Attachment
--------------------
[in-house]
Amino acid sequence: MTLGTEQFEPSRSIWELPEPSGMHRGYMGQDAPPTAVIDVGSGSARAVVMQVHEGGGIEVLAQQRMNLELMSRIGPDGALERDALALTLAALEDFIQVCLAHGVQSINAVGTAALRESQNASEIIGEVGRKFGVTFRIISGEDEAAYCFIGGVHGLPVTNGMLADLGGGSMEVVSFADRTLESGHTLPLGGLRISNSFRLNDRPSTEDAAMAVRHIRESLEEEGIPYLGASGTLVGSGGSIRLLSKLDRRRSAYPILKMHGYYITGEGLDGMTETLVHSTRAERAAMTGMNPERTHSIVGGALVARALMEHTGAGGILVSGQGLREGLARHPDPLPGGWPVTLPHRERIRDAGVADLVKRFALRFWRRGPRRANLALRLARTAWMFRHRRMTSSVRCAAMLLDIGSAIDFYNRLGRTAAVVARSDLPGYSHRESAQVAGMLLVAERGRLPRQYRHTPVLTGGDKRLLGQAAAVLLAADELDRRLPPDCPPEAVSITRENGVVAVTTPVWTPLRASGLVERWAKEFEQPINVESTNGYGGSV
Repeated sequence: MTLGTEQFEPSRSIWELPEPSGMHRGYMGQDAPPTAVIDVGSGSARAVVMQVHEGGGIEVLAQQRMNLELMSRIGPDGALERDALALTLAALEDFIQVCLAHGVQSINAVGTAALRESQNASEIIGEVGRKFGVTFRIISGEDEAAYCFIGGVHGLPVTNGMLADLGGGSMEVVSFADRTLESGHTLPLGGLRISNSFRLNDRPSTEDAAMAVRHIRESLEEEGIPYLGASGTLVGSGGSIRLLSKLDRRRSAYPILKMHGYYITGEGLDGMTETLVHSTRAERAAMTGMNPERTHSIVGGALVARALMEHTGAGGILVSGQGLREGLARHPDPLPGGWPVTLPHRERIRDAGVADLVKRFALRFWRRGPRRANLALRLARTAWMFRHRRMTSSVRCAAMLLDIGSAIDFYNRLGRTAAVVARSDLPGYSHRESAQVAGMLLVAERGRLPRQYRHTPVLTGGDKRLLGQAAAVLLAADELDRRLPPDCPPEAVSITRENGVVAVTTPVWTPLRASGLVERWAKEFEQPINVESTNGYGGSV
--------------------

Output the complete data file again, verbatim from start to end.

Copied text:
[in-house]
Amino acid sequence: MTLGTEQFEPSRSIWELPEPSGMHRGYMGQDAPPTAVIDVGSGSARAVVMQVHEGGGIEVLAQQRMNLELMSRIGPDGALERDALALTLAALEDFIQVCLAHGVQSINAVGTAALRESQNASEIIGEVGRKFGVTFRIISGEDEAAYCFIGGVHGLPVTNGMLADLGGGSMEVVSFADRTLESGHTLPLGGLRISNSFRLNDRPSTEDAAMAVRHIRESLEEEGIPYLGASGTLVGSGGSIRLLSKLDRRRSAYPILKMHGYYITGEGLDGMTETLVHSTRAERAAMTGMNPERTHSIVGGALVARALMEHTGAGGILVSGQGLREGLARHPDPLPGGWPVTLPHRERIRDAGVADLVKRFALRFWRRGPRRANLALRLARTAWMFRHRRMTSSVRCAAMLLDIGSAIDFYNRLGRTAAVVARSDLPGYSHRESAQVAGMLLVAERGRLPRQYRHTPVLTGGDKRLLGQAAAVLLAADELDRRLPPDCPPEAVSITRENGVVAVTTPVWTPLRASGLVERWAKEFEQPINVESTNGYGGSV
Repeated sequence: MTLGTEQFEPSRSIWELPEPSGMHRGYMGQDAPPTAVIDVGSGSARAVVMQVHEGGGIEVLAQQRMNLELMSRIGPDGALERDALALTLAALEDFIQVCLAHGVQSINAVGTAALRESQNASEIIGEVGRKFGVTFRIISGEDEAAYCFIGGVHGLPVTNGMLADLGGGSMEVVSFADRTLESGHTLPLGGLRISNSFRLNDRPSTEDAAMAVRHIRESLEEEGIPYLGASGTLVGSGGSIRLLSKLDRRRSAYPILKMHGYYITGEGLDGMTETLVHSTRAERAAMTGMNPERTHSIVGGALVARALMEHTGAGGILVSGQGLREGLARHPDPLPGGWPVTLPHRERIRDAGVADLVKRFALRFWRRGPRRANLALRLARTAWMFRHRRMTSSVRCAAMLLDIGSAIDFYNRLGRTAAVVARSDLPGYSHRESAQVAGMLLVAERGRLPRQYRHTPVLTGGDKRLLGQAAAVLLAADELDRRLPPDCPPEAVSITRENGVVAVTTPVWTPLRASGLVERWAKEFEQPINVESTNGYGGSV